Reward enhances connectivity between the ventral striatum and the default mode network
Novel analysis shows the experience of reward increases connectivity between the default mode network and other brain regions.
Findings support role of the default mode network in guiding goal-directed behavior and value-based decision making.
East Hanover, NJ. September 16, 2022. Researchers have reported findings that add to our knowledge of how human behavior may be shaped by the default mode network, a specific network of brain regions with both resting and task-related states. The article, "Reward enhances connectivity between the ventral striatum and the default mode network," (doi: 10.1016/j.neuroimage.2022.119398) was epublished on June 18, 2022, in NeuroImage.
The authors are Ekaterina Dobryakova, PhD, of Kessler Foundation and David V. Smith, PhD, of Temple University. The open access article is available at: https://www.sciencedirect.com/science/article/pii/S1053811922005158.
The default mode network (DMN), which comprises the posterior medial cortex, medial prefrontal cortex, and lateral temporal-parietal regions, has been shown to be engaged in several task-related behaviors. Studies show that DMN activity increases during inward-directed thought and decreases during externally directed tasks requiring focused attention. Despite evidence for a role for the DMN in shaping behavior, little is known about how task-related changes in the DMN influence connectivity with other brain regions. For example, while some observations indicate an indirect relationship between the DMN and the striatum, how the DMN and striatum interact during tasks remains unclear.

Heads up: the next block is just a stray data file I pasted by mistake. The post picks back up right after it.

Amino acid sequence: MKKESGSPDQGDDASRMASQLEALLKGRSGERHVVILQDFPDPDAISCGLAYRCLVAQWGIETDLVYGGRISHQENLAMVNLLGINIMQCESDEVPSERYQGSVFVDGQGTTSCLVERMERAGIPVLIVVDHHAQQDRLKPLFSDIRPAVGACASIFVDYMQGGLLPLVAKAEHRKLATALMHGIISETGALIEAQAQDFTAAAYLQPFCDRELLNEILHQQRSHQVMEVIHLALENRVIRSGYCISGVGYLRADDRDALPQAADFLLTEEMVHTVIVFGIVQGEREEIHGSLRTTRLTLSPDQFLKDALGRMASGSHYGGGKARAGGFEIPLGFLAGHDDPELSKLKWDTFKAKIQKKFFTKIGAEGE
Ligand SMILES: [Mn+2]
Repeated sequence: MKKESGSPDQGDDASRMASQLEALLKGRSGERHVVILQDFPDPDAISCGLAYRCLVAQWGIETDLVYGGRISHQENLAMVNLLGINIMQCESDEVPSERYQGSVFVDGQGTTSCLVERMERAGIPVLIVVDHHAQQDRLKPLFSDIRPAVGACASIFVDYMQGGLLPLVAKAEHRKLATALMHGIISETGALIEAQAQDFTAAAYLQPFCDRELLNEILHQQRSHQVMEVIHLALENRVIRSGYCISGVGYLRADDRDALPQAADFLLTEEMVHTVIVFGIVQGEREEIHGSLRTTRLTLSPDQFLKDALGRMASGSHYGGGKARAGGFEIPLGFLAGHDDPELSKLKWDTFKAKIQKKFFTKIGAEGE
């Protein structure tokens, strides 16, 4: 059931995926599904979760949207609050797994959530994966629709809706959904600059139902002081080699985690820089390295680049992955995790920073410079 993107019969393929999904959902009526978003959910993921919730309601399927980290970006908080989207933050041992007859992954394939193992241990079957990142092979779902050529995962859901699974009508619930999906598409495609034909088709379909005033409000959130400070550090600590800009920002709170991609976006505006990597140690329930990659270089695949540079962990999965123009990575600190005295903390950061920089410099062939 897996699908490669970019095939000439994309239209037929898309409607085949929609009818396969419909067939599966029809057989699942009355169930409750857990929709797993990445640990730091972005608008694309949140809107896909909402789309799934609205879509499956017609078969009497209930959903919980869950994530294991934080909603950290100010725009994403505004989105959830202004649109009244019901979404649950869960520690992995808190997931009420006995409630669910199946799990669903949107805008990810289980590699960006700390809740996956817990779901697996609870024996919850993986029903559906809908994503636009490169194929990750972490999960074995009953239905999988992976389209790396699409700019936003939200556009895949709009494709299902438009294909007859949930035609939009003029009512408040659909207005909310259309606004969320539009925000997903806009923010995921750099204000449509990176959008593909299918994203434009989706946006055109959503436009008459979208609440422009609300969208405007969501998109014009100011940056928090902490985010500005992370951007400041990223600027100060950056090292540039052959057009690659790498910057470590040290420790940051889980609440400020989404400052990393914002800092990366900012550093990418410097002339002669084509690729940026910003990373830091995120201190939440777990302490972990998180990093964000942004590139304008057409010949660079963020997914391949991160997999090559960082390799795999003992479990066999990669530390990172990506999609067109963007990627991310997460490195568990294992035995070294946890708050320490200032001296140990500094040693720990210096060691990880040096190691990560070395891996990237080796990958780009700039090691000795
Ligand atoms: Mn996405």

To further explore the functions of the DMN, Drs. Dobryakova and Smith applied a novel analysis to the reward task, using behavioral and neuroimaging data from 495 randomly selected individuals in the Human Connectome Project, an open access database of healthy participants. The goals of this network-based psycho-physiological interaction analysis were twofold, according to Dr. Dobryakova, a senior research scientist in the Foundation’s Center for Traumatic Brain Injury Research. “First, to test the effects of reward on connectivity between the DMN and the striatum; and second, whether such connectivity is associated with behavioral and personality characteristics relevant to reward processing,” she explained.
In line with other studies, during the task, they observed decreased activation of the DMN and relative increased activation of other networks. “Most notably, we found that the experience of reward enhanced connectivity between the DMN and the ventral striatum,” Dr. Dobryakova reported, “an effect specific to the DMN. We were also surprised that the strength of this connectivity correlated with personality characteristics relating to openness,” she added.
Greater understanding of the workings of the healthy brain will influence future research and care for individuals with neuropsychiatric syndromes. “Improving our understanding of the interaction of the DMN with other brain networks has the potential to aid clinical research into better treatments for common syndromes such as depression, substance abuse, and schizophrenia,” Dr. Dobryakova concluded.
Citation: Dobryakova E, Smith DV. Reward enhances connectivity between the ventral striatum and the default mode network. Neuroimage. 2022 Sep;258:119398. doi: 10.1016/j.neuroimage.2022.119398. Epub 2022 Jun 18. PMID: 35724856; PMCID: PMC9343171
About Kessler Foundation
Kessler Foundation, a major nonprofit organization in the field of disability, is a global leader in rehabilitation research that seeks to improve cognition, mobility, and long-term outcomes, including employment, for people with neurological disabilities caused by diseases and injuries of the brain and spinal cord. Kessler Foundation leads the nation in funding innovative programs that expand opportunities for employment for people with disabilities.